I’ve been playing around with writing merge sort in Haskell and eventually ended up with the following function:

1 2 3 4 5 6 7 8 9 10 11 12 | msort :: [Int] -> [Int] msort unsorted = let n = floor (fromIntegral(length unsorted) / 2) in if n == 0 then unsorted else let (left, right) = splitAt n unsorted in merge (msort left) (msort right) where merge [] right = right merge left [] = left merge left@(x:xs) right@(y:ys) = if x < y then x : merge xs right else y : merge left ys |

The 3rd line was annoying me as it has way too many brackets on it and I was fairly sure that it should be possible to just combine the functions like I learnt to do in F# a few years ago.

It’s pretty easy to do that for the first two functions ‘length’ and ‘fromIntegral’ which we can do like this:

middle = fromIntegral . length |

The third line now reads like this:

let n = floor ((middle unsorted) / 2) |

It’s a slight improvement but still not that great.

The problem with working out how to chain the division bit is that our value needs to be passed as the first argument to ‘/’ so we can’t do the following…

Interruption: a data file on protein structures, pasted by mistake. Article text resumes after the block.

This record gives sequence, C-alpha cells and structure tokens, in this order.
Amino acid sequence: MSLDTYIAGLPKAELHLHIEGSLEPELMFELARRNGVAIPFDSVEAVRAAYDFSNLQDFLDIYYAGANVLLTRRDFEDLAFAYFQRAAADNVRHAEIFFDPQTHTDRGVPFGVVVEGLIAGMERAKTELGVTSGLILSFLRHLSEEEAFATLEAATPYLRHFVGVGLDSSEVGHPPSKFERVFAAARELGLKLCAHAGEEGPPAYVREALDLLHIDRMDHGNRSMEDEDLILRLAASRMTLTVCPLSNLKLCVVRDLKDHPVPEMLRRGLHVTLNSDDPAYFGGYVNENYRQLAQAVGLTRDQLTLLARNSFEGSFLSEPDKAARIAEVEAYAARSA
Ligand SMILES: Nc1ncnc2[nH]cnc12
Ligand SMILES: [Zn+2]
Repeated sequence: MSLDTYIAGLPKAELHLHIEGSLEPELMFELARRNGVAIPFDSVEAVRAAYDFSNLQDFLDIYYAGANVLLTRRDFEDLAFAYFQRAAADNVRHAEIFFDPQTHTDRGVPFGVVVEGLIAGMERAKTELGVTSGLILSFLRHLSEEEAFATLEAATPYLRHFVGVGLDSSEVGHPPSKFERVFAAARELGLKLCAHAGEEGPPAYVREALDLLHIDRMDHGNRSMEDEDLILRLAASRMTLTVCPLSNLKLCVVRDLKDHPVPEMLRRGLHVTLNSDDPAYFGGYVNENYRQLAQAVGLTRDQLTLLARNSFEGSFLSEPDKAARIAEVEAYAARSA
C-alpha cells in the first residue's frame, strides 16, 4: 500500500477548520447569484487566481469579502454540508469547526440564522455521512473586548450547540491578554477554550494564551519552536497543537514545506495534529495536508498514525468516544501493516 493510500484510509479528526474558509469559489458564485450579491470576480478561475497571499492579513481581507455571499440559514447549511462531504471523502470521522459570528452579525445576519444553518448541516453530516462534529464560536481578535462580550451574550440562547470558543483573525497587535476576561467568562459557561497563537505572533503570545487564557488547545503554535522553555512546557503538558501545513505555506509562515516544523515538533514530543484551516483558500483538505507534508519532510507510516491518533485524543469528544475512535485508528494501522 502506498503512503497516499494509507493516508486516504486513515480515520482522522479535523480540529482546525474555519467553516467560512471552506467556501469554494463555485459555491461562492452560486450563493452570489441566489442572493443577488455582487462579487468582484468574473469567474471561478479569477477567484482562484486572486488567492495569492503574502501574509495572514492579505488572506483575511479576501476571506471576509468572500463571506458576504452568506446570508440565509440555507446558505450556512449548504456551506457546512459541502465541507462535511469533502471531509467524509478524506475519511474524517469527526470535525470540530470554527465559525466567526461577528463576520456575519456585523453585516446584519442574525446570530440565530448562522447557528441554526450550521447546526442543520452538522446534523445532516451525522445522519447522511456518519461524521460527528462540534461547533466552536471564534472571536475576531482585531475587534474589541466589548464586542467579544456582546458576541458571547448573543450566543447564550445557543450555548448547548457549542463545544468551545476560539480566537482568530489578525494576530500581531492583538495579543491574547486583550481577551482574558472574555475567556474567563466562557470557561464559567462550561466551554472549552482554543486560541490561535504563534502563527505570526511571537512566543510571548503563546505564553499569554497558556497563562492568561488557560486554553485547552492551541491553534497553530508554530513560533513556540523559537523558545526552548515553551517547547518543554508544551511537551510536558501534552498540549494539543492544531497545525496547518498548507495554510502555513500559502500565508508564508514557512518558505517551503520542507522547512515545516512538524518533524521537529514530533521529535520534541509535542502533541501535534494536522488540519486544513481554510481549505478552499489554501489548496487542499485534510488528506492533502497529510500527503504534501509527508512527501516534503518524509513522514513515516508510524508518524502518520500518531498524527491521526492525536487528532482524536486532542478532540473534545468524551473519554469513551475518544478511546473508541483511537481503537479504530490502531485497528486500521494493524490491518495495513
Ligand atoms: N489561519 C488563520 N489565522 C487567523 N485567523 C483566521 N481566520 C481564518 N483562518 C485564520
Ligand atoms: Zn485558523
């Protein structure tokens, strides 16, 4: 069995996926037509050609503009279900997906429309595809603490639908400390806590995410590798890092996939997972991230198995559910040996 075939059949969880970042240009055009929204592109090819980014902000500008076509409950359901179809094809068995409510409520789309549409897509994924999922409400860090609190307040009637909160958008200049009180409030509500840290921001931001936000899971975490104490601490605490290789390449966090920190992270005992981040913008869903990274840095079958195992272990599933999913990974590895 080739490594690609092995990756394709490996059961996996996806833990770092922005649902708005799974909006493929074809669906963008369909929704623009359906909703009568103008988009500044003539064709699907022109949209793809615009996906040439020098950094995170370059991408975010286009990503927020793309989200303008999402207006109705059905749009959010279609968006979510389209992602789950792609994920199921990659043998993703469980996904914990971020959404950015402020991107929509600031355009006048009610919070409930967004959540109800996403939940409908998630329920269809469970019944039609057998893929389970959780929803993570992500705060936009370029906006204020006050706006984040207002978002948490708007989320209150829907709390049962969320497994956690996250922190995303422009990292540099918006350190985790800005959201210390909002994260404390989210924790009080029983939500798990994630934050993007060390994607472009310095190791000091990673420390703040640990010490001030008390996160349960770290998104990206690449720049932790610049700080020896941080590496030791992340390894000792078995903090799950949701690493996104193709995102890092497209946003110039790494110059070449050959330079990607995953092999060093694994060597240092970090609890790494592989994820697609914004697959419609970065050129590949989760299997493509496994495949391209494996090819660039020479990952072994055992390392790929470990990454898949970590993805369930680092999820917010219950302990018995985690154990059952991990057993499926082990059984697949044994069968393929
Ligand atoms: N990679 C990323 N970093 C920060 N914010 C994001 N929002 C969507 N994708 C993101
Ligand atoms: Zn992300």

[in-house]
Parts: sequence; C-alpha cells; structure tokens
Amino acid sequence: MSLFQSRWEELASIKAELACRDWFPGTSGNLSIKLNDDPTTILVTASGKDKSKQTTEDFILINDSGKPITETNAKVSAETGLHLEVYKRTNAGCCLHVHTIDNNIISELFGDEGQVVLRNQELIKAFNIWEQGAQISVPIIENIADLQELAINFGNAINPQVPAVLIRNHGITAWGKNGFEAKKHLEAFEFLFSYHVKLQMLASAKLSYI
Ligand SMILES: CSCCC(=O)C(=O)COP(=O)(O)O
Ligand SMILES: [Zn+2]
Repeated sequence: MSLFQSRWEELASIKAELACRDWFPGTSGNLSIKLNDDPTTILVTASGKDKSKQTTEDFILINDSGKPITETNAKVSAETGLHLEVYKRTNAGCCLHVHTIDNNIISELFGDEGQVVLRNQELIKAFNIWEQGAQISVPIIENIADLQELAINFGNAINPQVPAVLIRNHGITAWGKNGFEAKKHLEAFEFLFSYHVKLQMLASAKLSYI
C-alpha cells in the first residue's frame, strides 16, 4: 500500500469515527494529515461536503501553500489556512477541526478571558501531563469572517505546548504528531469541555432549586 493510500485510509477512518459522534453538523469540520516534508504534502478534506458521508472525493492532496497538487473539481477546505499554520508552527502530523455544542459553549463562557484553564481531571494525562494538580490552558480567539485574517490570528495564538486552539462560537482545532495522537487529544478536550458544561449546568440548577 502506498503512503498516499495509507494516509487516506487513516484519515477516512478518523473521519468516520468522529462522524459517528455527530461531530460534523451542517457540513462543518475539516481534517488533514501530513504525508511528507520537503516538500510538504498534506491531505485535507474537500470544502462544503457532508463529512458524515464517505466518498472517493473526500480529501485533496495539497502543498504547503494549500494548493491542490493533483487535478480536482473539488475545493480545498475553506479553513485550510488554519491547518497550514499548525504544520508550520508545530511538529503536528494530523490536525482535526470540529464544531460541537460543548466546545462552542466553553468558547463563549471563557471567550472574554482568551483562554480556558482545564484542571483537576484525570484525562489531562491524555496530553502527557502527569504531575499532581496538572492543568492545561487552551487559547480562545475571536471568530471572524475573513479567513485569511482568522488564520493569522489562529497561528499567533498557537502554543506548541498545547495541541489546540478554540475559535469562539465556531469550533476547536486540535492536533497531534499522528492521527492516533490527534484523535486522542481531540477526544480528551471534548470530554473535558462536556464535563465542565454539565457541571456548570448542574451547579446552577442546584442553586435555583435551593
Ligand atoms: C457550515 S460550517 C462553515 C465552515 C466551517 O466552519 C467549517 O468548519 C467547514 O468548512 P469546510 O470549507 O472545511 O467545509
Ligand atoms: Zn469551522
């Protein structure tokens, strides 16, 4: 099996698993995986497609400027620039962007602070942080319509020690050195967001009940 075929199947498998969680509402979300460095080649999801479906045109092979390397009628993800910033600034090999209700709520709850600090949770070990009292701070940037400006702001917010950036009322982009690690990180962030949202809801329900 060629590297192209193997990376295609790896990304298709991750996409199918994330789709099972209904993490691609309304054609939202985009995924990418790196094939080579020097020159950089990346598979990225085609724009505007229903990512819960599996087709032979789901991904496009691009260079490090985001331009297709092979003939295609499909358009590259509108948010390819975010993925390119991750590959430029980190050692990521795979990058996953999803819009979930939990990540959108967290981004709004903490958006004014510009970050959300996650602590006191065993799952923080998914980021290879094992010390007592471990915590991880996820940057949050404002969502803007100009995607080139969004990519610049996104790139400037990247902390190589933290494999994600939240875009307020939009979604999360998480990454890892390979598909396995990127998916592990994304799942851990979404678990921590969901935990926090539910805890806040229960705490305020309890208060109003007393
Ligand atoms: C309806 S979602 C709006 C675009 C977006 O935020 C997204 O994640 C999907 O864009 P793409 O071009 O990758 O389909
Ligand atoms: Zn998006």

middle = ((/) 2) . fromIntegral . length |

…since that divides 2 by the length of our collection rather than the other way around!

> middle [1,2,3,4,5,6] 0.3333333333333333 |

Instead we want to create an anonymous function around the ‘/’ function and then apply floor:

middle :: [Int] -> Int middle = floor . (\y -> y / 2) . fromIntegral . length |

And merge sort now looks like this:

msort :: [Int] -> [Int] msort unsorted = let n = middle unsorted in if n == 0 then unsorted else let (left, right) = splitAt n unsorted in merge (msort left) (msort right) where merge [] right = right merge left [] = left merge left@(x:xs) right@(y:ys) = if x < y then x : merge xs right else y : merge left ys |

Which I think is pretty neat!